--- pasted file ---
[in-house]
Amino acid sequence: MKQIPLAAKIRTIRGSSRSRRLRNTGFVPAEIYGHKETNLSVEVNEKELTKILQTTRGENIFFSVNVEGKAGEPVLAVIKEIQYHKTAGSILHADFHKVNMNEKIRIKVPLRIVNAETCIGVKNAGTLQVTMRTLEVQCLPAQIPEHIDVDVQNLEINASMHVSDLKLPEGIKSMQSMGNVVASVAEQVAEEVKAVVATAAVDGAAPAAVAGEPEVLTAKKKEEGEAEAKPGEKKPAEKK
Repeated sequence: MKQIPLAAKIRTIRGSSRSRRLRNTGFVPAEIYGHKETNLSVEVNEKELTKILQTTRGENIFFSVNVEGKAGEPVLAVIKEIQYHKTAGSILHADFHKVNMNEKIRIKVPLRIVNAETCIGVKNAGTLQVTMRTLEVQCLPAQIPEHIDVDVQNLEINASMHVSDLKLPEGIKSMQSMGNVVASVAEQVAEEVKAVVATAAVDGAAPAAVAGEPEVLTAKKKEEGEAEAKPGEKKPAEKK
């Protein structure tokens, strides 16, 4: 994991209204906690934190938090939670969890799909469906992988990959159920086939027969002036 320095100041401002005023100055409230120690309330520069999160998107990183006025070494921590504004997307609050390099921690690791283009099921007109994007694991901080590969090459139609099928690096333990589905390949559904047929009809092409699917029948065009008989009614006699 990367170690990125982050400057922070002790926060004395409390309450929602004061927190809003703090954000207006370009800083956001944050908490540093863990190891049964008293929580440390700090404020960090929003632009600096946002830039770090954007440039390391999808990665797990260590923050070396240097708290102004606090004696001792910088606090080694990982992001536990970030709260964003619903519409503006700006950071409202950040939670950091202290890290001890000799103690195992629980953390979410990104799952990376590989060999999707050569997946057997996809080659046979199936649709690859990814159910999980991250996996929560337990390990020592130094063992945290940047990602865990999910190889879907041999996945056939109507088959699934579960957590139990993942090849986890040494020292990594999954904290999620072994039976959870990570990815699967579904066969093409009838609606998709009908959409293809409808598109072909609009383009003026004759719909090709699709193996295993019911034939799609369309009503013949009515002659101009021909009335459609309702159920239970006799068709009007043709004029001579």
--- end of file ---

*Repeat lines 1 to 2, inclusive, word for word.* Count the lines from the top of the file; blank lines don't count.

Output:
[in-house]
Amino acid sequence: MKQIPLAAKIRTIRGSSRSRRLRNTGFVPAEIYGHKETNLSVEVNEKELTKILQTTRGENIFFSVNVEGKAGEPVLAVIKEIQYHKTAGSILHADFHKVNMNEKIRIKVPLRIVNAETCIGVKNAGTLQVTMRTLEVQCLPAQIPEHIDVDVQNLEINASMHVSDLKLPEGIKSMQSMGNVVASVAEQVAEEVKAVVATAAVDGAAPAAVAGEPEVLTAKKKEEGEAEAKPGEKKPAEKK